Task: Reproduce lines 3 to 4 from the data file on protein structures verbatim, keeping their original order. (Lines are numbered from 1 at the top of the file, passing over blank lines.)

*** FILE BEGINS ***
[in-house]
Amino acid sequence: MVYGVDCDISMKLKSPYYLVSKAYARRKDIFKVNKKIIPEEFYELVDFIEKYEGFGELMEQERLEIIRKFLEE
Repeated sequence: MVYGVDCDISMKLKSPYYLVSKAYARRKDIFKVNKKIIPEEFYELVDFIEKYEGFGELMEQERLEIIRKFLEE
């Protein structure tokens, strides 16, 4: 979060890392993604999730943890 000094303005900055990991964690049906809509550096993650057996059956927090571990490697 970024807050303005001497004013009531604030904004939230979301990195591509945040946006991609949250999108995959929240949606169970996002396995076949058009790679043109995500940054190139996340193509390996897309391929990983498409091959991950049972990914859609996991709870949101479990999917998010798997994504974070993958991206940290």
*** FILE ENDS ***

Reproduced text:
Repeated sequence: MVYGVDCDISMKLKSPYYLVSKAYARRKDIFKVNKKIIPEEFYELVDFIEKYEGFGELMEQERLEIIRKFLEE
């Protein structure tokens, strides 16, 4: 979060890392993604999730943890 000094303005900055990991964690049906809509550096993650057996059956927090571990490697 970024807050303005001497004013009531604030904004939230979301990195591509945040946006991609949250999108995959929240949606169970996002396995076949058009790679043109995500940054190139996340193509390996897309391929990983498409091959991950049972990914859609996991709870949101479990999917998010798997994504974070993958991206940290």